Jim Larkin Leads The Popular Revolution In Ireland

In the early 20th-century, less than 10 percent of the workers of Ireland were unionized with employers fearing the rise of a union-based workforce similar to that of England. Larkin had become the main union organizer for the National Dock Laborers Union on the Liverpool Docks; Larkin had achieved some success to bring union policies to Liverpool and Glasgow. Learn more about Jim Larkin: http://ireland-calling.com/james-larkin/ and http://www.rte.ie/centuryireland/index.php/articles/jim-larkin-released-from-prison

The methods employed by Larkin were seen as clashing with the leaders of the National Dock Laborers Union, resulting in his banishment to the Irish docks of Belfast and Dublin.

Upon his arrival in Ireland, Larkin reflected on the negative effect of English rule on the lives of working-class people. Larkin quickly set about driving up the number of unionized workers in Ireland but began to feel he was not receiving support from union leaders in England.

In response, Larkin used the platform he was developing as the head of the Irish arm of the national Dock Laborers Union to form his own Irish General Workers and Transport Union which finally broke the stranglehold of employer suppression of the union movement. Read more: The Definite Biography of Big Jim Larkin – Irish Examiner and James Larkin | Wikipedia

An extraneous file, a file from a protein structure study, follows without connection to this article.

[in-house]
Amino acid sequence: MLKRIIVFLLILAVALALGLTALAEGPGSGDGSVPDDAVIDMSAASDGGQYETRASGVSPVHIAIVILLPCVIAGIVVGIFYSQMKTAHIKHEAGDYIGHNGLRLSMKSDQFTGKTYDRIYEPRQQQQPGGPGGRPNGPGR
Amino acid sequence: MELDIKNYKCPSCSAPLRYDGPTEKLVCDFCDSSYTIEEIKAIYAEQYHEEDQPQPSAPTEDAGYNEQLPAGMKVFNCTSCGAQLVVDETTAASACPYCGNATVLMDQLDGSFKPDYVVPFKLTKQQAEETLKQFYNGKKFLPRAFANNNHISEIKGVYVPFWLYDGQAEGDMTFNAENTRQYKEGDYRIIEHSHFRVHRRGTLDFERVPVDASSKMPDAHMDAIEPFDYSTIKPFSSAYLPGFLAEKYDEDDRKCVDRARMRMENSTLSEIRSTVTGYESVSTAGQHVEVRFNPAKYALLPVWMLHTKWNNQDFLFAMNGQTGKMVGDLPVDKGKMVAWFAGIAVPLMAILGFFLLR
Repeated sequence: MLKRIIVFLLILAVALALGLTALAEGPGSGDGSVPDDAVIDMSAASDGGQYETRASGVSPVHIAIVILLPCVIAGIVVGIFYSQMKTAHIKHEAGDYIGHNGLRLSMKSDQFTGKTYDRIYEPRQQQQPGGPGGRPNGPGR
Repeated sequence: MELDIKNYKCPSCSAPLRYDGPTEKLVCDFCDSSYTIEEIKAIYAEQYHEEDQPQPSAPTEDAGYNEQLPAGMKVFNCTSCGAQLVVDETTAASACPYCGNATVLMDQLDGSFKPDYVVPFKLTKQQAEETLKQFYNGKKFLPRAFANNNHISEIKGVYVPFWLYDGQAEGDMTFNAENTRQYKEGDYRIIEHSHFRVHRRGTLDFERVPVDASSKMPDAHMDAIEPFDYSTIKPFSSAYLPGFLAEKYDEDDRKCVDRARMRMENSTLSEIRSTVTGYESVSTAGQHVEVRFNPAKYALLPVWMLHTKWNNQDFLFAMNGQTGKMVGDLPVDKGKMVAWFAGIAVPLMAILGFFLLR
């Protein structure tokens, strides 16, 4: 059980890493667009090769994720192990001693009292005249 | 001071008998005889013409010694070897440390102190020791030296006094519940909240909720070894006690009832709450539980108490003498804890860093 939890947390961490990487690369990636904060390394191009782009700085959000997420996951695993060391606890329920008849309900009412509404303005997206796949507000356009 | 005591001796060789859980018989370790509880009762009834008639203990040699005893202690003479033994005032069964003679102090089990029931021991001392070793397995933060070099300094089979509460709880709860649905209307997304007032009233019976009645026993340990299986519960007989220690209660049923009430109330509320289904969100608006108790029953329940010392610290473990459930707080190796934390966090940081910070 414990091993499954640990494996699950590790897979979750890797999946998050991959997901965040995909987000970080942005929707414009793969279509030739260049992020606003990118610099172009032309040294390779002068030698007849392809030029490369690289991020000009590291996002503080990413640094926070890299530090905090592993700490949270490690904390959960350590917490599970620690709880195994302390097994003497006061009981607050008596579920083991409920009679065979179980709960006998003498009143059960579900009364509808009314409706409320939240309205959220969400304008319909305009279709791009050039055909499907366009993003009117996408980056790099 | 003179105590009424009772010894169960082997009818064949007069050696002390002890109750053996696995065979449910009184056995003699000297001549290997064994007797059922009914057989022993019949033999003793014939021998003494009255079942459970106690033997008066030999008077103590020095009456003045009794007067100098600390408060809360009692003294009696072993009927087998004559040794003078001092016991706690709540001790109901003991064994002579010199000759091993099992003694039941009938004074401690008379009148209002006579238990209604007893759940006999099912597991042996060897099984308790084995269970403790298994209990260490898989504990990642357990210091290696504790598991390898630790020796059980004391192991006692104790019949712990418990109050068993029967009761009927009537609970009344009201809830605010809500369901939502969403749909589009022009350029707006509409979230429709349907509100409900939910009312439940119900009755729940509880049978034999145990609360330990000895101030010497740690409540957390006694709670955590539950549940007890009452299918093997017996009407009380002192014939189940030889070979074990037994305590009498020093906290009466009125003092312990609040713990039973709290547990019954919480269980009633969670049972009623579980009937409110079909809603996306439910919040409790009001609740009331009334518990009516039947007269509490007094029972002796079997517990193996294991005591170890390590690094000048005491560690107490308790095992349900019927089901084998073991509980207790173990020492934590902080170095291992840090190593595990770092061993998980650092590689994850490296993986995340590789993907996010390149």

The decision to form his own union led to Jim Larkin being plagued by insecurities which evaporated when he established “The Worker”, a socialist-leaning newspaper which showed off his skills as an editor and journalist. What makes the success of “The Worker” all the more amazing is the fact Larkin had little formal education and was largely self-taught.

The good times for Jim Larkin were short-lived as he took what would become his final shot at glory with the 1913 Dublin Lockout. 404 employers stood in the way of 20,000 union members who were fighting for an end to casual labor in most industries under the direction of Larkin.

The failure of the nine-month lockout left Larkin unable to negotiate with employers and effectively ended his leadership of the Irish working classes.